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Traffic shaping operations like speed limiting must accept data streams at high speed and slow them down in some way. One method of acheiving this functionality is to drop random packets from the stream so that only a small percentage make it through, with the percentage depending on the incoming and outgoing speeds.
For example if a user is attempting to download at a rate of 100 KB/s and they are being speed limited to 20 KB/s, then 80% of the traffic must be dropped to get the desired download speed of 20 KB/s. This means 80 KB/s of traffic is lost and must be retransmitted by the sending machine which causes a large amount of bandwidth to be wasted.
Queueing solves the problem of dropped packets by storing the data in a queue rather than dropping it. If the incoming stream is requesting a higher speed than the rule permits then the data is placed into a queue where it is delayed for a short period of time. The delay has the effect of slowing the stream down without losing packets because the sending computer detects the delay and lowers the sending rate accordingly.
Protocols such as TCP will reduce the sending speed if they detect this type of slow-down along the line. If a bottleneck is found then the protocol will lower the sending rate to an appropriate level. It does this by checking the acknowledgement packets that are returned from the receiving machine back to the sender. If the acknowledgements are not being returned fast enough then the sender knows that the traffic is being limited or congestion has taken place, and the protocol lowers the sending rate accordingly.
Packets are queued on a first in first out (FIFO) basis. When a packet is received it is placed at the back of the queue and must wait until all previous stream data is dequeued. It may take some time for data to make it to the front of the queue if the stream is being limited at a low speed or the entire internet line is congested.
For example if a packet is placed at the back of a queue that already contains 50 packets and the maximum speed for the rule is 10,000 B/s, the packet will have to wait 7.5 seconds to be dequeued (assuming a typical packet size of 1,500 bytes). That is because the 50 packets take up a total size of 75,000 bytes (50 packets by 1,500 bytes each) and the rule is only allowing 10,000 of those bytes through per second (75,000 bytes at 10,000 bytes per second = 7.5 seconds).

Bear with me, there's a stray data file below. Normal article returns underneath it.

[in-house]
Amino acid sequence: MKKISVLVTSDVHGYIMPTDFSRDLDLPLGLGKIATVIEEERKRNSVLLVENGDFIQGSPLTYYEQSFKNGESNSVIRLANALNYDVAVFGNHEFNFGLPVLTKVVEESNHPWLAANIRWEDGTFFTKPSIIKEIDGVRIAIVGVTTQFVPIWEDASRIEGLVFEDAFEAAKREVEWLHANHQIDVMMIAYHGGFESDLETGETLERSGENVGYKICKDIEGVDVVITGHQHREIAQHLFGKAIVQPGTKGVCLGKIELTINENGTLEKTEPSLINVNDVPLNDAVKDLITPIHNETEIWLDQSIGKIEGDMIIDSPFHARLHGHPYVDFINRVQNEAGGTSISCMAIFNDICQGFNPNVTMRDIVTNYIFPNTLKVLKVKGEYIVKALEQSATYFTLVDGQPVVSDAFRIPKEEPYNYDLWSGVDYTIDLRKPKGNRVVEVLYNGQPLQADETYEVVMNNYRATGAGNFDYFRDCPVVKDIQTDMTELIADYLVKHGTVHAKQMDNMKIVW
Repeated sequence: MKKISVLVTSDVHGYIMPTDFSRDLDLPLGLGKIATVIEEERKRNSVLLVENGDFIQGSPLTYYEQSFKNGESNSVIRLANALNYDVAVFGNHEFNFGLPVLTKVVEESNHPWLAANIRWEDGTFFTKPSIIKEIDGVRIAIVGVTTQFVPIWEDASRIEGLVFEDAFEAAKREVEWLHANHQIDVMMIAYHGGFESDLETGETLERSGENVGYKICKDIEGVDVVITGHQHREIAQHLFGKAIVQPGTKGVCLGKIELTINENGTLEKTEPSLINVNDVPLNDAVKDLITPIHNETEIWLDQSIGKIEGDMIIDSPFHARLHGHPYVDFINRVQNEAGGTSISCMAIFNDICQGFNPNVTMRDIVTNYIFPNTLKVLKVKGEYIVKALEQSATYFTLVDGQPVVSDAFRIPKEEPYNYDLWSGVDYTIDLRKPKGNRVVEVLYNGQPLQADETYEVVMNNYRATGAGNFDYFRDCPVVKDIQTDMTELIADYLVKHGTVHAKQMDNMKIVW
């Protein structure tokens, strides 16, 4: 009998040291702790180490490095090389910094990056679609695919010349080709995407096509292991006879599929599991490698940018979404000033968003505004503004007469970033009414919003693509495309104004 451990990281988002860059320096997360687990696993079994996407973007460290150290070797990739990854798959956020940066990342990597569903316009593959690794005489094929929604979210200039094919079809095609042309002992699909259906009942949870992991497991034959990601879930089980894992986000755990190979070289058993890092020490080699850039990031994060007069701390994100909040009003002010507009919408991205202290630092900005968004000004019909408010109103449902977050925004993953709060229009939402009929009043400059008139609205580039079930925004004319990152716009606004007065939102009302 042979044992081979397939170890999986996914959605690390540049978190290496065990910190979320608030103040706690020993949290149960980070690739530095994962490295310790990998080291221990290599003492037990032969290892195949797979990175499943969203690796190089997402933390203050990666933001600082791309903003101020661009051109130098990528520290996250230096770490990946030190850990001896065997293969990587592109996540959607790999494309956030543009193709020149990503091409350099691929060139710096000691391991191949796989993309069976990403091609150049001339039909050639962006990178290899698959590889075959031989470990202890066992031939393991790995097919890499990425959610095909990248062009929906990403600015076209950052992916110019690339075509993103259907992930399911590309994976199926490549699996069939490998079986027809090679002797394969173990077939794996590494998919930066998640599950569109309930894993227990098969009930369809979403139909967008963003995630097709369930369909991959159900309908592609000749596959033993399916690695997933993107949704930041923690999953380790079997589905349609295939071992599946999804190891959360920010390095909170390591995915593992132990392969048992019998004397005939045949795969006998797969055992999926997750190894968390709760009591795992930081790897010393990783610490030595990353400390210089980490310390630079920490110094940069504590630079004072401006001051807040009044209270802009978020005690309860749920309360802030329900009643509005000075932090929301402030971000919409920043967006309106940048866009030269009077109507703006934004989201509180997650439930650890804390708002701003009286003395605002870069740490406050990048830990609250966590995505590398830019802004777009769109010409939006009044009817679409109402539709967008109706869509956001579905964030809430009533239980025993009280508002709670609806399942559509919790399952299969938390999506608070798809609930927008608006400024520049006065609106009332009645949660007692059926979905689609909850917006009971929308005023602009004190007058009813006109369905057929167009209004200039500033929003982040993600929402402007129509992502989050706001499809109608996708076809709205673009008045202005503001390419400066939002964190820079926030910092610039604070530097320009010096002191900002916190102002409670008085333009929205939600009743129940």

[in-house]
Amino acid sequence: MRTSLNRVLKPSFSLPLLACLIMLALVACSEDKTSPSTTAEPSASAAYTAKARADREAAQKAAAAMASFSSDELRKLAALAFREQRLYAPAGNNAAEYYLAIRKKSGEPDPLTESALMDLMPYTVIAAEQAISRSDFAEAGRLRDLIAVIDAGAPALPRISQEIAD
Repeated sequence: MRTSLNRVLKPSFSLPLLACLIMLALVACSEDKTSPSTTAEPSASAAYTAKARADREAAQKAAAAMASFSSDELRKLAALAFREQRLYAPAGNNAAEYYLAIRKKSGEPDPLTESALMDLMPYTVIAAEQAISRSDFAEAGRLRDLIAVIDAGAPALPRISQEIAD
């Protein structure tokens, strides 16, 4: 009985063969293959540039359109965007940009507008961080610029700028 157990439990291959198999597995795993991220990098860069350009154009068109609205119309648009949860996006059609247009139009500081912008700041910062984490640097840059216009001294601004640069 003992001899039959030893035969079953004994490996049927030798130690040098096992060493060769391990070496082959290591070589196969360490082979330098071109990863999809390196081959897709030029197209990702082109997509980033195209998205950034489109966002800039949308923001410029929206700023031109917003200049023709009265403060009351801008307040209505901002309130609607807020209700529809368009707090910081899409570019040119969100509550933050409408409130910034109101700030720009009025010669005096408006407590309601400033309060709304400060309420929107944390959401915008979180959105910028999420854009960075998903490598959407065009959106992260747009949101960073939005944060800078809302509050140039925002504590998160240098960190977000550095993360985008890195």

A delay of that magnitude can cause the sending machine to treat the packet as lost which means the packet may be retransmitted, making the queueing mechanism redundant. To overcome this problem queues have a maximum size that can be configured by the administrator.
The maximum queue size is set independently for each queue to allow customization for the particular stream type.
There is one exception to the FIFO rule for TCP data which is acknowledgement prioritization for queues. When a computer is sending a TCP stream to a remote machine it measures line congestion by inspecting the acknowledgement packets that are returned by the remote computer. A common problem with this detection method is where the uplink from the remote computer is saturated with other connections. The return packets are delayed due to the unrelated streams which causes the sending computer to falsely view its original stream as being congested.
A computer could be sending TCP data along a clear and uncongested path yet still suffer from this problem. A typical example is found with DSL connections where the upload speed is much lower than the download speed. If there is a large upload occurring then downloads will not perform at full speed because any packets returning to the download sites are being congested.
To prevent this problem queues allow TCP acknowledgement packets to be prioritized. The server inspects each TCP packet and if it detects an acknowledgement it places the packet at the front of the queue rather than the back. This allows TCP connections to operate at full speed even when the opposite direction is being fully utilized.